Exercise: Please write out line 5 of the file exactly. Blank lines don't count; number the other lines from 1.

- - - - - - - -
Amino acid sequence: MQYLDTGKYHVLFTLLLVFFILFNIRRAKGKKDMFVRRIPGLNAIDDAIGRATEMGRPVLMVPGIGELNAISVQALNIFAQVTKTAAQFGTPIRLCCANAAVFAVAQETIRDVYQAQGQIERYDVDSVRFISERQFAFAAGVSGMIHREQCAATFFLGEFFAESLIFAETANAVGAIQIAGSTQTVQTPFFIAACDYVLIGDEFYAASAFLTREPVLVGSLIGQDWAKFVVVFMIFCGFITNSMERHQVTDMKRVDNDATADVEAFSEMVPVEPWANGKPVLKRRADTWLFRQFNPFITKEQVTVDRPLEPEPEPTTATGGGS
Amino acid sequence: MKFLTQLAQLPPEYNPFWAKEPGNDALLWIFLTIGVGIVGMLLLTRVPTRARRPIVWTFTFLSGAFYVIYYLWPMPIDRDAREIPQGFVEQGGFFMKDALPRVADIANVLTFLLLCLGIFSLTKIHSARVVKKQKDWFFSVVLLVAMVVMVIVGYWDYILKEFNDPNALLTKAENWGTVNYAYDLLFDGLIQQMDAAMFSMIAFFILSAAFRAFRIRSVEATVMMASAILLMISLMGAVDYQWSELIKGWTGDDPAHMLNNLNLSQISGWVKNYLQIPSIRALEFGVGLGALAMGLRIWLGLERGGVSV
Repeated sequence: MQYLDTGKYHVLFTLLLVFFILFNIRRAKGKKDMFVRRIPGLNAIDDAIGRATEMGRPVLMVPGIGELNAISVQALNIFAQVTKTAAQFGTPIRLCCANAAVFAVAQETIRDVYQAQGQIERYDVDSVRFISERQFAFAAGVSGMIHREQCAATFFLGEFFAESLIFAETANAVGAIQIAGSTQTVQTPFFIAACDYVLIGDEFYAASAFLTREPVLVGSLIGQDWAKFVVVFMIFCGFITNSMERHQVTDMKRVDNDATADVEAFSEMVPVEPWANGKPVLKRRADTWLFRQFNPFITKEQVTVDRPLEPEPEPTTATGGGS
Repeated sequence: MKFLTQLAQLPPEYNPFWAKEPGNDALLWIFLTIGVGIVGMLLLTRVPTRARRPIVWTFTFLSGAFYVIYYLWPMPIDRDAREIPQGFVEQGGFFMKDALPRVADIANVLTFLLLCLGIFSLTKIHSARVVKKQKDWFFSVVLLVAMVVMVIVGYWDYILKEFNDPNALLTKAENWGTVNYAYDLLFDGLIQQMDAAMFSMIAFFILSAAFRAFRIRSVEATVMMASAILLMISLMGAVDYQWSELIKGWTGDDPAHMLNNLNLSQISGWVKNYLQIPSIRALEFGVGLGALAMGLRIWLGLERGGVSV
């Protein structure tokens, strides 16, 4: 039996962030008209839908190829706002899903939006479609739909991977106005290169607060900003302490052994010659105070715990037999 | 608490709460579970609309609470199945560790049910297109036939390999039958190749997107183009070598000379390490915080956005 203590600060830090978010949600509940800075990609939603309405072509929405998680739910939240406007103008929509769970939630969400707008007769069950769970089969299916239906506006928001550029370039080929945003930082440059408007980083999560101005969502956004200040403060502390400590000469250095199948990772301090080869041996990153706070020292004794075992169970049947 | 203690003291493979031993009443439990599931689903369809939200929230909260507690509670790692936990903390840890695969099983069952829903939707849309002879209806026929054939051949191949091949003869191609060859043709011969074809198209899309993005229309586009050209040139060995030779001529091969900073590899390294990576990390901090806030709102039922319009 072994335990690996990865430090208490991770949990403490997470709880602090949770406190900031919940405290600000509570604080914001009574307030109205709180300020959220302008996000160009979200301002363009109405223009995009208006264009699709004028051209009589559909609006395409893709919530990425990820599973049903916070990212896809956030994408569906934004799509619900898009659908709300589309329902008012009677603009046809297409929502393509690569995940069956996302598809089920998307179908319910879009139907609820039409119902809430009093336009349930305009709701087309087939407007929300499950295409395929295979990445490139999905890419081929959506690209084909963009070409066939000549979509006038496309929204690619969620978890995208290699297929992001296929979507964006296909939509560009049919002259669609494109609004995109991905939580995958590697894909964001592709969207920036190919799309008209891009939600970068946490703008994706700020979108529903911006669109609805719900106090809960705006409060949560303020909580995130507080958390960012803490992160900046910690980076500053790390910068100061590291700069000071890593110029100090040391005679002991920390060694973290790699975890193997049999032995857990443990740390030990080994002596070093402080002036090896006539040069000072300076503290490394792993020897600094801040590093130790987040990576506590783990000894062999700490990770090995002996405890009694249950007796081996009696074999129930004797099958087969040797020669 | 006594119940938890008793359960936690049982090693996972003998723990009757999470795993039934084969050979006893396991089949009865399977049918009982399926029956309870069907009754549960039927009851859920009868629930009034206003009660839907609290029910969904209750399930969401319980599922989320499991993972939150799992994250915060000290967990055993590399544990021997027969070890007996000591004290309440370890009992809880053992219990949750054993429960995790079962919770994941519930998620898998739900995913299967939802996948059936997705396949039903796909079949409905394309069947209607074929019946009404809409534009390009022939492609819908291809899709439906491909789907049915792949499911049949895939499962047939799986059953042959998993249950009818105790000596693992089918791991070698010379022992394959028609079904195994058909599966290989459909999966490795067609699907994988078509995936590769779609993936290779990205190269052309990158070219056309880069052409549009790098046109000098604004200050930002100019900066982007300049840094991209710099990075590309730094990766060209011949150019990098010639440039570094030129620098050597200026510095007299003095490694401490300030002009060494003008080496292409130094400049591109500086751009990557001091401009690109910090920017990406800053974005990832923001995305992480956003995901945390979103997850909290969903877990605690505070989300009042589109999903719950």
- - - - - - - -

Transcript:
């Protein structure tokens, strides 16, 4: 039996962030008209839908190829706002899903939006479609739909991977106005290169607060900003302490052994010659105070715990037999 | 608490709460579970609309609470199945560790049910297109036939390999039958190749997107183009070598000379390490915080956005 203590600060830090978010949600509940800075990609939603309405072509929405998680739910939240406007103008929509769970939630969400707008007769069950769970089969299916239906506006928001550029370039080929945003930082440059408007980083999560101005969502956004200040403060502390400590000469250095199948990772301090080869041996990153706070020292004794075992169970049947 | 203690003291493979031993009443439990599931689903369809939200929230909260507690509670790692936990903390840890695969099983069952829903939707849309002879209806026929054939051949191949091949003869191609060859043709011969074809198209899309993005229309586009050209040139060995030779001529091969900073590899390294990576990390901090806030709102039922319009 072994335990690996990865430090208490991770949990403490997470709880602090949770406190900031919940405290600000509570604080914001009574307030109205709180300020959220302008996000160009979200301002363009109405223009995009208006264009699709004028051209009589559909609006395409893709919530990425990820599973049903916070990212896809956030994408569906934004799509619900898009659908709300589309329902008012009677603009046809297409929502393509690569995940069956996302598809089920998307179908319910879009139907609820039409119902809430009093336009349930305009709701087309087939407007929300499950295409395929295979990445490139999905890419081929959506690209084909963009070409066939000549979509006038496309929204690619969620978890995208290699297929992001296929979507964006296909939509560009049919002259669609494109609004995109991905939580995958590697894909964001592709969207920036190919799309008209891009939600970068946490703008994706700020979108529903911006669109609805719900106090809960705006409060949560303020909580995130507080958390960012803490992160900046910690980076500053790390910068100061590291700069000071890593110029100090040391005679002991920390060694973290790699975890193997049999032995857990443990740390030990080994002596070093402080002036090896006539040069000072300076503290490394792993020897600094801040590093130790987040990576506590783990000894062999700490990770090995002996405890009694249950007796081996009696074999129930004797099958087969040797020669 | 006594119940938890008793359960936690049982090693996972003998723990009757999470795993039934084969050979006893396991089949009865399977049918009982399926029956309870069907009754549960039927009851859920009868629930009034206003009660839907609290029910969904209750399930969401319980599922989320499991993972939150799992994250915060000290967990055993590399544990021997027969070890007996000591004290309440370890009992809880053992219990949750054993429960995790079962919770994941519930998620898998739900995913299967939802996948059936997705396949039903796909079949409905394309069947209607074929019946009404809409534009390009022939492609819908291809899709439906491909789907049915792949499911049949895939499962047939799986059953042959998993249950009818105790000596693992089918791991070698010379022992394959028609079904195994058909599966290989459909999966490795067609699907994988078509995936590769779609993936290779990205190269052309990158070219056309880069052409549009790098046109000098604004200050930002100019900066982007300049840094991209710099990075590309730094990766060209011949150019990098010639440039570094030129620098050597200026510095007299003095490694401490300030002009060494003008080496292409130094400049591109500086751009990557001091401009690109910090920017990406800053974005990832923001995305992480956003995901945390979103997850909290969903877990605690505070989300009042589109999903719950």